"That's not what they wanted to do, but unfortunately it got a little bit out of control."
At his production office in northeast Minneapolis this week, K'naan said he learned some things by listening to the protest leaders.
"They actually opened my eyes to something," he said. "Stuck in my own point of view, I was not thinking of how the community could potentially see something like this be damaging.
"There is no precedence for a Muslim Somali man leading the charge, taking control of our narrative, and telling a story that is for them and not against them," he said. "So why should they feel that I can truly be in control of their narrative? When everything about them historically has always been against them. So I have a newfound empathy about that. ..."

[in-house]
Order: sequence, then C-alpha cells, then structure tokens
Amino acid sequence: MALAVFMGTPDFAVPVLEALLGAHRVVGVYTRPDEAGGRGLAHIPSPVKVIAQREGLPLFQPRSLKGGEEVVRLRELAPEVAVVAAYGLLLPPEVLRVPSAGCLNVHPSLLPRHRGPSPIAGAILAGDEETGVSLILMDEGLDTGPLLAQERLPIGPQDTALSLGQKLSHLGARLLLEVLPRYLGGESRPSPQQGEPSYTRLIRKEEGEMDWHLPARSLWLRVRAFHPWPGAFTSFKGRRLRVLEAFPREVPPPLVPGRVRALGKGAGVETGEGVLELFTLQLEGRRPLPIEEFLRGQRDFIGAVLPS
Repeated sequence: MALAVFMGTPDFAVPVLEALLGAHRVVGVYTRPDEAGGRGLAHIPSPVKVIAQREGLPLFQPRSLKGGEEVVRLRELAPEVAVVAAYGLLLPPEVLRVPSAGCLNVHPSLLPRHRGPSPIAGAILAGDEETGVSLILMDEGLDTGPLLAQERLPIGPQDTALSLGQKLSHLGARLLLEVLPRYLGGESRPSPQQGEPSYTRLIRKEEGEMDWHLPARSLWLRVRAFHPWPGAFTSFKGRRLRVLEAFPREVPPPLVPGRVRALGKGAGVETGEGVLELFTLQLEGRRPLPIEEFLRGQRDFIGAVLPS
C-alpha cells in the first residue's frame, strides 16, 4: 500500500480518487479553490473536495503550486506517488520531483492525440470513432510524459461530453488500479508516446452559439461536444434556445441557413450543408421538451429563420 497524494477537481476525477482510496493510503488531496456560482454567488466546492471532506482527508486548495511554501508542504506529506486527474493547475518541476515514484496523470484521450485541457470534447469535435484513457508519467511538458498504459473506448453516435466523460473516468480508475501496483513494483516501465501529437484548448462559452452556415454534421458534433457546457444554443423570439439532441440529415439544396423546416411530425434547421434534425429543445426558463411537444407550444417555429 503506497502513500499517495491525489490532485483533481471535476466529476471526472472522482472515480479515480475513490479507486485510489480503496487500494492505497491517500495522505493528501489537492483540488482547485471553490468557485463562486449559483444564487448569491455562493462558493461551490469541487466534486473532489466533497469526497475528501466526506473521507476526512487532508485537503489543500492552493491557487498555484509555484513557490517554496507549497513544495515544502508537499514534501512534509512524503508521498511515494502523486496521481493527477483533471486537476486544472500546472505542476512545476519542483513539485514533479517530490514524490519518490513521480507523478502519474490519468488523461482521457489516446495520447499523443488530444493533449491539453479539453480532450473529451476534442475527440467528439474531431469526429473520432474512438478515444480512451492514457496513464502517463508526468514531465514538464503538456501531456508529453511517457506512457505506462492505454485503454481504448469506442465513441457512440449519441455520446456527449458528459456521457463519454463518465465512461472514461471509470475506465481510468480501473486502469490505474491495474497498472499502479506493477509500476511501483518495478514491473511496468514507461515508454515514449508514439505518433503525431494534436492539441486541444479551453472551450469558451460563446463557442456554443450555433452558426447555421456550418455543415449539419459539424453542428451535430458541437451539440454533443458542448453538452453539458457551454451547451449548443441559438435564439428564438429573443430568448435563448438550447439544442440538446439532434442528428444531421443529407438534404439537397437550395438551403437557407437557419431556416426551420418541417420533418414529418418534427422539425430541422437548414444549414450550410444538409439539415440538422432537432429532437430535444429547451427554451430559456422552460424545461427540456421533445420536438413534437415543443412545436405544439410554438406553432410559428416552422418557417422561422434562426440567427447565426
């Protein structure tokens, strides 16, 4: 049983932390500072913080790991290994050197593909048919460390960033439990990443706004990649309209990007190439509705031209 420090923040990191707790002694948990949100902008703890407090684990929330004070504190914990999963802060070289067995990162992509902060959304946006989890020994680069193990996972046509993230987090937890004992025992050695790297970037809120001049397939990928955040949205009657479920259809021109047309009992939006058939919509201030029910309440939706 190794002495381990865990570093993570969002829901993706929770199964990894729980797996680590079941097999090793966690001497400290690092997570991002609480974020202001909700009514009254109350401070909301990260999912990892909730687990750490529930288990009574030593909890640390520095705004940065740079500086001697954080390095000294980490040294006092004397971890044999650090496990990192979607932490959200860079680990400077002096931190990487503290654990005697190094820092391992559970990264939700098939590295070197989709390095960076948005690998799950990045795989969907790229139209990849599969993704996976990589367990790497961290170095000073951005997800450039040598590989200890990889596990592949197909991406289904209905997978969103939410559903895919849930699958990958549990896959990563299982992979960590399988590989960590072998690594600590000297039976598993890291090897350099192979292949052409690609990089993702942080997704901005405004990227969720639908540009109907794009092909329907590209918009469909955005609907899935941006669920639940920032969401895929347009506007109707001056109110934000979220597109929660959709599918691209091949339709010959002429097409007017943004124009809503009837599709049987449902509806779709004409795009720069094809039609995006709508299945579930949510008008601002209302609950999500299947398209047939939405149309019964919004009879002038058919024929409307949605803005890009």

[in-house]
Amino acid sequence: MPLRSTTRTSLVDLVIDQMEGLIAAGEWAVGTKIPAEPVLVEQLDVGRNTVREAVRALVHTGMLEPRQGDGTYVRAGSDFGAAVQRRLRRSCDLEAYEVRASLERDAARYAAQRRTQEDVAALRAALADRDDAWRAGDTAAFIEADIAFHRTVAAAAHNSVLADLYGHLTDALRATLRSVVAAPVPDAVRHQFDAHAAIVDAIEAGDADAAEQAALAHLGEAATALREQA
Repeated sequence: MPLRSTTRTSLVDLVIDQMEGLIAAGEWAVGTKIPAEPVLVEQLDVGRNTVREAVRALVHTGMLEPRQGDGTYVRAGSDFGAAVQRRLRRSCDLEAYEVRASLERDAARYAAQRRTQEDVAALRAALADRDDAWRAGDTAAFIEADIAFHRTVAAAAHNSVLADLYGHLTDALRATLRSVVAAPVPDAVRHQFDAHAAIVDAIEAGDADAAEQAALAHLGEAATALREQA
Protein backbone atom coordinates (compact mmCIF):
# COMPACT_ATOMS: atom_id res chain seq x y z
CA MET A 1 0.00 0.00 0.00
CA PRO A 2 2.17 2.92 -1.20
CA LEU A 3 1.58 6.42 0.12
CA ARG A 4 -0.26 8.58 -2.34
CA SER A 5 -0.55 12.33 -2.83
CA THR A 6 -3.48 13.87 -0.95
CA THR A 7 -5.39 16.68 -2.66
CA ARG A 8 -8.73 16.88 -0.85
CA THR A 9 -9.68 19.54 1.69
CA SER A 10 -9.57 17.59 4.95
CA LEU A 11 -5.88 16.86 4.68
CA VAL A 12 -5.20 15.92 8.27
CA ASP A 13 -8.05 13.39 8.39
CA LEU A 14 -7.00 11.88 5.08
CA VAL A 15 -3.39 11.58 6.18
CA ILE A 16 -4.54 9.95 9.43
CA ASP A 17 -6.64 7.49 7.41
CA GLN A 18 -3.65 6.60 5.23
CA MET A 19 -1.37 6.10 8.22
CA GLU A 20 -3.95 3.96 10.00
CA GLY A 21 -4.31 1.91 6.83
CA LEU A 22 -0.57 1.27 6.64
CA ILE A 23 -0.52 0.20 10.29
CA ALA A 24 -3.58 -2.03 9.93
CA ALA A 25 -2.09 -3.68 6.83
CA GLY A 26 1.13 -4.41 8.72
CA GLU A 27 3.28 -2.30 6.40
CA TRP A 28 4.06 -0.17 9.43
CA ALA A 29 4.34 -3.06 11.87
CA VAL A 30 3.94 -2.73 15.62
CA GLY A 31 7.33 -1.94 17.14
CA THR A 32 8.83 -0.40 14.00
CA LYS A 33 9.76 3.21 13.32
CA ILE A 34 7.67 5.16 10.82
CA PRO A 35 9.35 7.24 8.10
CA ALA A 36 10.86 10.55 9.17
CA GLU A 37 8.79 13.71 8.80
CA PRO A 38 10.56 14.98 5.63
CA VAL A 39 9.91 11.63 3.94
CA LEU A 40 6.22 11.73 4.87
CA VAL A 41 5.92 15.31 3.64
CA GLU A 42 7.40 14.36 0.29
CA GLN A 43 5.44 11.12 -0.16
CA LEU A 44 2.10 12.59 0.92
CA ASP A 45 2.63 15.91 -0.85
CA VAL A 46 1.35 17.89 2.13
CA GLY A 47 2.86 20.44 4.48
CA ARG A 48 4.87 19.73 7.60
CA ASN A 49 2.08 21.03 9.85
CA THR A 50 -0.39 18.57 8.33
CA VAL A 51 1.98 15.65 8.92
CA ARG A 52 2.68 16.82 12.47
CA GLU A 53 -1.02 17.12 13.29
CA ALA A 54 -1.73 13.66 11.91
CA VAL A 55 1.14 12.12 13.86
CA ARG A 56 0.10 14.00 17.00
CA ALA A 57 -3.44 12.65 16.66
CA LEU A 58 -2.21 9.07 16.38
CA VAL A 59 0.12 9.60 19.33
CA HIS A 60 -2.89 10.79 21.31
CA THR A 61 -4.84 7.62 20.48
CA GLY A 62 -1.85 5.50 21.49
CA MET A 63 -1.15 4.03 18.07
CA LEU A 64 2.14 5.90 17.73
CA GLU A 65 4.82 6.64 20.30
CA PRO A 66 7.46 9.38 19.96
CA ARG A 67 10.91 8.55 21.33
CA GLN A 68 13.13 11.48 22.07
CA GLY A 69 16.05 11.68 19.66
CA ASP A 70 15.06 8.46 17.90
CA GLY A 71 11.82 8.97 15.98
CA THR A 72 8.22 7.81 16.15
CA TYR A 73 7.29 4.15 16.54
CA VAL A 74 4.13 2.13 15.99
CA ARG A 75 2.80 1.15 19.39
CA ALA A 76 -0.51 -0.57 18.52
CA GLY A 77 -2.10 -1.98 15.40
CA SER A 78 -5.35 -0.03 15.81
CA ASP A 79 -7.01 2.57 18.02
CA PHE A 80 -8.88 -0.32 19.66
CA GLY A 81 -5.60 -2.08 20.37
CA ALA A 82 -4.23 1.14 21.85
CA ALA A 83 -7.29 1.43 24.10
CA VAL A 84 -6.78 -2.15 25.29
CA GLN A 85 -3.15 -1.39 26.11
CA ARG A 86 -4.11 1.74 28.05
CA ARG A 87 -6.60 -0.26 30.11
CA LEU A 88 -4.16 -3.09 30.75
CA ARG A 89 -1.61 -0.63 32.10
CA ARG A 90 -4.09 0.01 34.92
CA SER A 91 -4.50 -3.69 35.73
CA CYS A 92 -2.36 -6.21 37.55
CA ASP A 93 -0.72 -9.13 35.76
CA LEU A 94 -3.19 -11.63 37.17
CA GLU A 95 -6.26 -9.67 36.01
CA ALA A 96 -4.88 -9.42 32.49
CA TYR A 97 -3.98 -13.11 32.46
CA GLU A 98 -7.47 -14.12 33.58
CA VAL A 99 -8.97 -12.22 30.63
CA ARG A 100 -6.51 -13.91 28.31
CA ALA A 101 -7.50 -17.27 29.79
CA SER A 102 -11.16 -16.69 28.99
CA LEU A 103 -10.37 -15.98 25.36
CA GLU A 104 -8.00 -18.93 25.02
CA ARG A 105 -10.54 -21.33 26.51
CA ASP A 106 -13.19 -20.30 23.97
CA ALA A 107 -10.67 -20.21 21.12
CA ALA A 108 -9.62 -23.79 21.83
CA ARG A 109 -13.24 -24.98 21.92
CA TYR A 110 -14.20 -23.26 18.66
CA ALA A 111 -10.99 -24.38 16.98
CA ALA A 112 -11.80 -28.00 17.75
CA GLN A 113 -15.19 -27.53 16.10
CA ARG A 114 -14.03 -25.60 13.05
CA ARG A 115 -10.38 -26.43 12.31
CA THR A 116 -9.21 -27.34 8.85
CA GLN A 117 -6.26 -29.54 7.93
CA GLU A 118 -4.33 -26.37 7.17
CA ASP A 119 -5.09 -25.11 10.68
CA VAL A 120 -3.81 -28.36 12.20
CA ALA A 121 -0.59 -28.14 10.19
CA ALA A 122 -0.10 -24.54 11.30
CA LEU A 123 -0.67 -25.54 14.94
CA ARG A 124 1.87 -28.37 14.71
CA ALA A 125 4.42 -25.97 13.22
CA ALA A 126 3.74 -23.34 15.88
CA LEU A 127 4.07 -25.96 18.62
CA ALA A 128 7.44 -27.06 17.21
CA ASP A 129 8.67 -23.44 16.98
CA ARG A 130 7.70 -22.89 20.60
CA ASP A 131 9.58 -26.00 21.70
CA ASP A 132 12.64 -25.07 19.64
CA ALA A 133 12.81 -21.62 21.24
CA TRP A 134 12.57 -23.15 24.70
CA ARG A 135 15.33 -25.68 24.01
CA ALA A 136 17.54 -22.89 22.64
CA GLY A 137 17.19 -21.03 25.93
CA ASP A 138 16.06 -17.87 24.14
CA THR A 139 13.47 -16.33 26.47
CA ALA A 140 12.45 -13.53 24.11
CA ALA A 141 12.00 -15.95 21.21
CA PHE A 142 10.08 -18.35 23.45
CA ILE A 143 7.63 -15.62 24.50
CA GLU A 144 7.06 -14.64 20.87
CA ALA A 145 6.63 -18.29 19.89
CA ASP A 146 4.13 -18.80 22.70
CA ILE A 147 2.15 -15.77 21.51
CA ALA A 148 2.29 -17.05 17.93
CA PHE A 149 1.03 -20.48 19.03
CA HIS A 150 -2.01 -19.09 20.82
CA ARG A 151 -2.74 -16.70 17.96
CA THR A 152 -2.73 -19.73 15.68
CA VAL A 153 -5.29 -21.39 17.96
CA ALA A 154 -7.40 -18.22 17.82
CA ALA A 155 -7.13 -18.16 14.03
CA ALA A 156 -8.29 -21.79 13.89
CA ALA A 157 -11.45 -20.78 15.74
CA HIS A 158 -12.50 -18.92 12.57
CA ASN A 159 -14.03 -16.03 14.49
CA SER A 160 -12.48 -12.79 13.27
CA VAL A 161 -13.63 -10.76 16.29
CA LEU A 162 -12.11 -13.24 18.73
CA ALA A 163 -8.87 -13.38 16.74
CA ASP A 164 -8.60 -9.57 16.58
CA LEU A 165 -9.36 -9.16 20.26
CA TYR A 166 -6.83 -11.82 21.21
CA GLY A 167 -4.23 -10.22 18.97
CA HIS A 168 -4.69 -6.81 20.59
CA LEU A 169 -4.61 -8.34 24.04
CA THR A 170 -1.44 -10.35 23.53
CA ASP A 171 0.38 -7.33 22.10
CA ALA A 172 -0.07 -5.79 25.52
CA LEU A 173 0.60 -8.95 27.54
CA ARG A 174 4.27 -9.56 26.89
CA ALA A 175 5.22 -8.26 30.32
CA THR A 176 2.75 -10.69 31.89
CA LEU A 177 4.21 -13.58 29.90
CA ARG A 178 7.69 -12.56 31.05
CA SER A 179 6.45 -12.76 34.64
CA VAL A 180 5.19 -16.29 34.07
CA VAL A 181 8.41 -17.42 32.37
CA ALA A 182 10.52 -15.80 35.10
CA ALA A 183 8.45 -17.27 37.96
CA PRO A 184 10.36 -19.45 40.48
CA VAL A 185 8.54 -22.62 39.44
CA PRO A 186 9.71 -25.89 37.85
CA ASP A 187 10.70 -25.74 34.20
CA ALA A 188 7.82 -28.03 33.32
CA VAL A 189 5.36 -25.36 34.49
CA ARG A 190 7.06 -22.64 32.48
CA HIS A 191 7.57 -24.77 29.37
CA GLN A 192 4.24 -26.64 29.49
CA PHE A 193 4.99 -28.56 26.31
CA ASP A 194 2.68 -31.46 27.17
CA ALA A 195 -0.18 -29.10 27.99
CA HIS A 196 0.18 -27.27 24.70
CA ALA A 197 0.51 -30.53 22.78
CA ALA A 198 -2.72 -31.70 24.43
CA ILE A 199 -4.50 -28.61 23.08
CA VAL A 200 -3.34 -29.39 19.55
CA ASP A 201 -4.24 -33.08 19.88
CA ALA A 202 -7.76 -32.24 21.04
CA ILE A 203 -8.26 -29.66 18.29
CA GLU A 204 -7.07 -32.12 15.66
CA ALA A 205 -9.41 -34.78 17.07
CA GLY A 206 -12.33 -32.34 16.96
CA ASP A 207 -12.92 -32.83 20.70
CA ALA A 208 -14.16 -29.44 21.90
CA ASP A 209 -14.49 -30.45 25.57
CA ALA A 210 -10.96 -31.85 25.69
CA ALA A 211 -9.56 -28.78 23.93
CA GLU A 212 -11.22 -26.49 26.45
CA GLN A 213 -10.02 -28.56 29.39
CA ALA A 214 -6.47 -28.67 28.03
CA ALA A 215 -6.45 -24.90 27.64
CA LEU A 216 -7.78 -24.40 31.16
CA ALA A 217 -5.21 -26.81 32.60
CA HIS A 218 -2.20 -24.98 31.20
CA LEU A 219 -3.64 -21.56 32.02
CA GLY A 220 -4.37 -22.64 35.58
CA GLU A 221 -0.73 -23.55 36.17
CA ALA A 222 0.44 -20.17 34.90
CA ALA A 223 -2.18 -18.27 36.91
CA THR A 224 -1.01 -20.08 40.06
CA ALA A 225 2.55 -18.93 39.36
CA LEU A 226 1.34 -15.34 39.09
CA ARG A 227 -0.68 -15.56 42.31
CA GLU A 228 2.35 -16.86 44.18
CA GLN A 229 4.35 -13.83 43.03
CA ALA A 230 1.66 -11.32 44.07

Fueling the community apprehension is the fact that very little has been disclosed about the show — to be filmed in the Twin Cities beginning next month.
K'naan described the project as a family drama, set within a Somali-American family and following a second-generation young man named Sameer.
"I would say that some of the most general themes of the show are addressing how the multigenerational immigrant family — between the second and the first generation — how they process the world through two very different lenses," he said. "And how in particular, the second-generation young American processes his grievances with this country differently than his parents do."
For three years, the New York-based K'naan thought deeply about creating this family drama that reflects Somali expats. Little did he know that he would battle fellow Somalis to defend his work.